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RESTAURANT REVIEW + PHOTOS: How to spell great BBQ: Casey's

By Jennifer Christman

This article was published June 21, 2018 at 4:30 a.m.

a-rib-plate-is-plated-with-slaw-and-potato-salad-at-caseys-bar-b-q

A Rib Plate is plated with slaw and potato salad at Casey’s Bar-B-Q.

Casey’s Bar-B-Q

Address: 7410 Cantrell Road, Little Rock

Hours: 11 a.m.-9 p.m. Sunday-Thursday, 11 a.m.-10 p.m. Friday-Saturday

Cuisine: Barbecue sandwiches, plates and salads; burgers; hot dogs

Credit cards: AE, D, MC, V

Alcoholic beverages: Domestic and craft beer

Wheelchair accessible: Yes

Carryout: Yes

(501) 615-8522

tinyurl.com/caseysbarbq

Cue the "Hallelujah Chorus": Casey's 'cue is back.

Call it Casey's Bar-B-Q as we usually refer to it in the paper. Or Casey's Bar-B-Que, as it appears on the menu. Or Casey's Bar B Q, as it appears on its main sign. Or Casey's Bar - B - Que, as it appears directly under its main sign on a marquee. Or Caseys -- no apostrophe -- Bar-B-Q as it appears on Facebook.

At Casey's, now on Little Rock's Cantrell Road in the former Arkansas Burger Company location with the red-and-white checkered pitched roof, they're too busy smoking spectacular meats to be too concerned about spelling.

Although I can visualize its old location on Reservoir Road (and don't be fooled by the Facebook page that says it's still there) and I have encyclopedic food recall, I truly can't remember if I ever dined there back in the '90s. If I did, I surely didn't appreciate it much; I was a recovering vegetarian from the East Coast who had no clue about good 'cue.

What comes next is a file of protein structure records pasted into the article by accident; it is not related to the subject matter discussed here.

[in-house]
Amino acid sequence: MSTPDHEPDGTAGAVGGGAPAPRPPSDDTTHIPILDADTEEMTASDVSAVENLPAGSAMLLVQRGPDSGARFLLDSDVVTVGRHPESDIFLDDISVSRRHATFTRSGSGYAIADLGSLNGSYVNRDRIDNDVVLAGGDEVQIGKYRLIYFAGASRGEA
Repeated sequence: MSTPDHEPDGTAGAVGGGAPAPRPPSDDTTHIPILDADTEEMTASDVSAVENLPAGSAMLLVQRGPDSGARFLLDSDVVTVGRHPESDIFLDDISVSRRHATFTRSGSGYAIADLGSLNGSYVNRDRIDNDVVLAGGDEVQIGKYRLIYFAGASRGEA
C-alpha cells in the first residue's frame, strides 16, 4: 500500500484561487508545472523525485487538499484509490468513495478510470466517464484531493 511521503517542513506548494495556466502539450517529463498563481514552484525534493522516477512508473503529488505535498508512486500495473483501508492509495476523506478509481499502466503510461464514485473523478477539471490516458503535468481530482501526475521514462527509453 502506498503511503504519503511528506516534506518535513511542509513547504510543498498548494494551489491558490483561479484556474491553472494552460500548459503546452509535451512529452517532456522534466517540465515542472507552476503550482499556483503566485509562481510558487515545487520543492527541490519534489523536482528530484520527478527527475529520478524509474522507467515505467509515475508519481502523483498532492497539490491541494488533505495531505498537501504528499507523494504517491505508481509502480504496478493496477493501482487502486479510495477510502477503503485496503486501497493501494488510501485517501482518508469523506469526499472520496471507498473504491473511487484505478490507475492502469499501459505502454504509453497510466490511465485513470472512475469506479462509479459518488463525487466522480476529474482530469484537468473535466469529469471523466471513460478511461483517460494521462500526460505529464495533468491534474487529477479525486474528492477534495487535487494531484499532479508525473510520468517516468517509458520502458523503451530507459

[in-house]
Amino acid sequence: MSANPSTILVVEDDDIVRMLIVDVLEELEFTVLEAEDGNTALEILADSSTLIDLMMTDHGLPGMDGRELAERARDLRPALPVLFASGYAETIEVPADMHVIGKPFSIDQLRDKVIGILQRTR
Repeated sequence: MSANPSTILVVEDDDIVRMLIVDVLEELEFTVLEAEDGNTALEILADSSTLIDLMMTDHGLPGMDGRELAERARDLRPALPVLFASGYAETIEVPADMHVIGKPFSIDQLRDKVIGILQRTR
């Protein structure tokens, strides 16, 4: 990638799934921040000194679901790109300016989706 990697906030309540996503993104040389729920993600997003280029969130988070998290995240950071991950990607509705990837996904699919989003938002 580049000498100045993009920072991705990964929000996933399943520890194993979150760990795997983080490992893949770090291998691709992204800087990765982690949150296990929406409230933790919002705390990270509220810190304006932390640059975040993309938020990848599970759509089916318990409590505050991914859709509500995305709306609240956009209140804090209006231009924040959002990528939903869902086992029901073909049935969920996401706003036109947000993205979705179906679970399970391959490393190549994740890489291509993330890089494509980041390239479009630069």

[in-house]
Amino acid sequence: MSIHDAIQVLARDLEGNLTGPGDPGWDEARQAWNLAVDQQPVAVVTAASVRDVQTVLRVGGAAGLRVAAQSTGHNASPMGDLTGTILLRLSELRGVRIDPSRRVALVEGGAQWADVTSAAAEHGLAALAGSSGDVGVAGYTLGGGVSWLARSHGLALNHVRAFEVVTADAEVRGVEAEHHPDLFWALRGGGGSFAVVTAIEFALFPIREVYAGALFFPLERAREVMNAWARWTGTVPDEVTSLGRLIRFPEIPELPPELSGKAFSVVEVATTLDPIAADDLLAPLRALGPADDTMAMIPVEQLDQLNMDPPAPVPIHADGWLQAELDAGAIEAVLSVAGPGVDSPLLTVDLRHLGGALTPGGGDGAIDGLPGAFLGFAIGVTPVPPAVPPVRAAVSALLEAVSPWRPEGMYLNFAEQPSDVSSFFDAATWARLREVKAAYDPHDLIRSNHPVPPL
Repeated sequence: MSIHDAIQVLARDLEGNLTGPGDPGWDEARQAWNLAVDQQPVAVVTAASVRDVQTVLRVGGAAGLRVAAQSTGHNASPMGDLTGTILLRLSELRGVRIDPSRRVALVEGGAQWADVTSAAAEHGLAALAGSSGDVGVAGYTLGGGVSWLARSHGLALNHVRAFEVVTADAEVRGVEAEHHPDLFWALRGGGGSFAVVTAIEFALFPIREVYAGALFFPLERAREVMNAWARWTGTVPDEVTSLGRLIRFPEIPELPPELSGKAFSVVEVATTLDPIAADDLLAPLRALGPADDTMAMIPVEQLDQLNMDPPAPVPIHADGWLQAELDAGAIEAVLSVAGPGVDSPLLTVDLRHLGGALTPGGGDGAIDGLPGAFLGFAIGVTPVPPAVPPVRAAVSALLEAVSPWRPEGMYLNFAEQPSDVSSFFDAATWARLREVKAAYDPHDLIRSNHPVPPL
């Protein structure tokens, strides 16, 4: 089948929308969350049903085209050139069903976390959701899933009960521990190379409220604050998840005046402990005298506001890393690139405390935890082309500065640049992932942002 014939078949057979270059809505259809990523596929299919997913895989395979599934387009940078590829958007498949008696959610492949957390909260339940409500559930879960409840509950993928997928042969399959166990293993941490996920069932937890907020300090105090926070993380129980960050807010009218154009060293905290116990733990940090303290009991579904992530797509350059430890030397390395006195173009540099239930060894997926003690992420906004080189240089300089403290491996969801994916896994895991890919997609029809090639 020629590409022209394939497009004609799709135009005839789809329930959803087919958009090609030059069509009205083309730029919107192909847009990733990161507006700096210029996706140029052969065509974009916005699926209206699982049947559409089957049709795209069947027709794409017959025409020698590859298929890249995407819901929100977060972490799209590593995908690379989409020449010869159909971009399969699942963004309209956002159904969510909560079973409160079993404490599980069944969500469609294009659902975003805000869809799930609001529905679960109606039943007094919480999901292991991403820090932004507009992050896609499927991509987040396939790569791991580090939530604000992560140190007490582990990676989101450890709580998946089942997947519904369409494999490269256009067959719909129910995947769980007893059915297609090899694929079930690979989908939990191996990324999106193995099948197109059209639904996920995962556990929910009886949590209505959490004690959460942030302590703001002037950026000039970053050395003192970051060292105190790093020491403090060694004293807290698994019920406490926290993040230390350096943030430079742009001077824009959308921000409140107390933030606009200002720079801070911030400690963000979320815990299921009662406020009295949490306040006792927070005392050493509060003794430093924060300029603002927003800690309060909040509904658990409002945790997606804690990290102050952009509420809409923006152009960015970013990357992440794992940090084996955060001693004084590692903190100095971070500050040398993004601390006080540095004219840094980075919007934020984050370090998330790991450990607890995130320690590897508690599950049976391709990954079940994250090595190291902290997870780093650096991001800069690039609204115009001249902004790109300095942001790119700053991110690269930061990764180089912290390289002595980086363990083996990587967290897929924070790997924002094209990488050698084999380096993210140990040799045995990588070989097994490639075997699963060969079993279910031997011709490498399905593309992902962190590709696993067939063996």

But I'm grateful to be acquainted -- reacquainted? -- with one of Little Rock's beloved old flames.

Our first trip to fragrant Casey's -- we could smell the aroma from Edwards Food Giant across the street -- was a dine-in trip on a Saturday. Having read some early online reviews about service concerns, we prepared ourselves for a wait. But this day, we walked right into the empty restaurant, placed our orders with the friendly counter staff and found a booth in the clean, comfortable dining room; it was too warm to take advantage of the shaded patio tables out back.

It wouldn't be long before other customers, mostly carryout, would come. And, contrary to those online reviews, it wouldn't be long before we got our food. Maybe my date was given my sides -- we blame ourselves for causing confusion when we ordered -- but no matter, we wanted to try a bit of everything anyway.

Barbecue plates come in two sizes, regular with two sides and large with three. He chose the large rib plate ($12.99; $10.99 regular), and I chose the large sliced beef plate ($11.99; $10.99 regular). Chopped was another option.

The barbecue places we usually frequent serve sauces -- sometimes in a variety of flavors -- on the side, so we were a bit surprised to see both entrees soused with the same sauce.

But surprise gave way to satisfaction. We relished Casey's confident one-size-fits-all, thin, tangy, peppery sauce that clung to the meaty ribs, cut individually, as opposed to served in a rack, and the tender, plentiful portion of sliced beef. Both dinners were served with buttery, browned pieces of Texas toast.

We shared bites of all the sides (regularly $1.99 per serving or $5.99 per pint) -- the standard coleslaw and potato salad that were satisfactory, though nothing special, and the zesty baked beans that had chunks of meat.